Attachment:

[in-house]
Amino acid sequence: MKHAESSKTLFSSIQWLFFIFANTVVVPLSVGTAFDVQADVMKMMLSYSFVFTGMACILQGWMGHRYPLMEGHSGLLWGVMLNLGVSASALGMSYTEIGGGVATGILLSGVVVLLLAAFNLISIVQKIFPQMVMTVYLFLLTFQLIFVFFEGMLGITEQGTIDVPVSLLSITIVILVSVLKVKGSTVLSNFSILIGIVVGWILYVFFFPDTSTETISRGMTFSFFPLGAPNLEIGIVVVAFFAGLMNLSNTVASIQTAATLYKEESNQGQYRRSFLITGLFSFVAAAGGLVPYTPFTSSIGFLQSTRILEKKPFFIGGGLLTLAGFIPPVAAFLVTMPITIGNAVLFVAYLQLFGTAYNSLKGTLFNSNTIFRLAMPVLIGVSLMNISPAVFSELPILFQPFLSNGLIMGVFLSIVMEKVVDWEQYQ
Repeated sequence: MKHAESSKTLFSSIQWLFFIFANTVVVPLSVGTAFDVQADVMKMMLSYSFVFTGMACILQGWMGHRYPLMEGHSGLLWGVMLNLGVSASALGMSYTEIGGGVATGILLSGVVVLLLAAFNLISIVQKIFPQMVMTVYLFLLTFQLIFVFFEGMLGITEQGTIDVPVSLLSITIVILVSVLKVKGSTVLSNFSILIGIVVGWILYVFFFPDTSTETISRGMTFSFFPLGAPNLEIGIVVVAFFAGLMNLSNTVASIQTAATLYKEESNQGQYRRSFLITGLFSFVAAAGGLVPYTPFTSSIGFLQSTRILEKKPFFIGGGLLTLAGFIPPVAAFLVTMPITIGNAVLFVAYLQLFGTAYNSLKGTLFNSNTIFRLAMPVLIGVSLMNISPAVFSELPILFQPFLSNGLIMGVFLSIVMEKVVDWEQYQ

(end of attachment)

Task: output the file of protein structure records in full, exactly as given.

[in-house]
Amino acid sequence: MKHAESSKTLFSSIQWLFFIFANTVVVPLSVGTAFDVQADVMKMMLSYSFVFTGMACILQGWMGHRYPLMEGHSGLLWGVMLNLGVSASALGMSYTEIGGGVATGILLSGVVVLLLAAFNLISIVQKIFPQMVMTVYLFLLTFQLIFVFFEGMLGITEQGTIDVPVSLLSITIVILVSVLKVKGSTVLSNFSILIGIVVGWILYVFFFPDTSTETISRGMTFSFFPLGAPNLEIGIVVVAFFAGLMNLSNTVASIQTAATLYKEESNQGQYRRSFLITGLFSFVAAAGGLVPYTPFTSSIGFLQSTRILEKKPFFIGGGLLTLAGFIPPVAAFLVTMPITIGNAVLFVAYLQLFGTAYNSLKGTLFNSNTIFRLAMPVLIGVSLMNISPAVFSELPILFQPFLSNGLIMGVFLSIVMEKVVDWEQYQ
Repeated sequence: MKHAESSKTLFSSIQWLFFIFANTVVVPLSVGTAFDVQADVMKMMLSYSFVFTGMACILQGWMGHRYPLMEGHSGLLWGVMLNLGVSASALGMSYTEIGGGVATGILLSGVVVLLLAAFNLISIVQKIFPQMVMTVYLFLLTFQLIFVFFEGMLGITEQGTIDVPVSLLSITIVILVSVLKVKGSTVLSNFSILIGIVVGWILYVFFFPDTSTETISRGMTFSFFPLGAPNLEIGIVVVAFFAGLMNLSNTVASIQTAATLYKEESNQGQYRRSFLITGLFSFVAAAGGLVPYTPFTSSIGFLQSTRILEKKPFFIGGGLLTLAGFIPPVAAFLVTMPITIGNAVLFVAYLQLFGTAYNSLKGTLFNSNTIFRLAMPVLIGVSLMNISPAVFSELPILFQPFLSNGLIMGVFLSIVMEKVVDWEQYQ